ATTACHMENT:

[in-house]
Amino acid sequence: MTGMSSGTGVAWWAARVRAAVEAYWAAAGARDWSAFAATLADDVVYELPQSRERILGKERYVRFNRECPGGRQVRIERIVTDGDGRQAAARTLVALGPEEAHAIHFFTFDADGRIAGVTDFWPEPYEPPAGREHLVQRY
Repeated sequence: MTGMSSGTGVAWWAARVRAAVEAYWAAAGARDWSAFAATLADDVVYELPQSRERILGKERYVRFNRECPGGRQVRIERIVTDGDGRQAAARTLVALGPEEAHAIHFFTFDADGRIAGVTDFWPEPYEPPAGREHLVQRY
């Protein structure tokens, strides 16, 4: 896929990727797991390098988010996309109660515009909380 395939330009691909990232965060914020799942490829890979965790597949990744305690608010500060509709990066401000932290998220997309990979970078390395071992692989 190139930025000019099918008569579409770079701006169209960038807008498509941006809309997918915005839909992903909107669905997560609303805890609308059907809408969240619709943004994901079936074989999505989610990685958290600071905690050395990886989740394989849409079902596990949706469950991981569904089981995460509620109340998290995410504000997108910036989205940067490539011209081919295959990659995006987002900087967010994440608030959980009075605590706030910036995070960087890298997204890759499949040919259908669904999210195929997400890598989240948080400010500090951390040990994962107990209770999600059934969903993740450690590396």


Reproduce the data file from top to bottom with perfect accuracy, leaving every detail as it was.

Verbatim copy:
[in-house]
Amino acid sequence: MTGMSSGTGVAWWAARVRAAVEAYWAAAGARDWSAFAATLADDVVYELPQSRERILGKERYVRFNRECPGGRQVRIERIVTDGDGRQAAARTLVALGPEEAHAIHFFTFDADGRIAGVTDFWPEPYEPPAGREHLVQRY
Repeated sequence: MTGMSSGTGVAWWAARVRAAVEAYWAAAGARDWSAFAATLADDVVYELPQSRERILGKERYVRFNRECPGGRQVRIERIVTDGDGRQAAARTLVALGPEEAHAIHFFTFDADGRIAGVTDFWPEPYEPPAGREHLVQRY
């Protein structure tokens, strides 16, 4: 896929990727797991390098988010996309109660515009909380 395939330009691909990232965060914020799942490829890979965790597949990744305690608010500060509709990066401000932290998220997309990979970078390395071992692989 190139930025000019099918008569579409770079701006169209960038807008498509941006809309997918915005839909992903909107669905997560609303805890609308059907809408969240619709943004994901079936074989999505989610990685958290600071905690050395990886989740394989849409079902596990949706469950991981569904089981995460509620109340998290995410504000997108910036989205940067490539011209081919295959990659995006987002900087967010994440608030959980009075605590706030910036995070960087890298997204890759499949040919259908669904999210195929997400890598989240948080400010500090951390040990994962107990209770999600059934969903993740450690590396």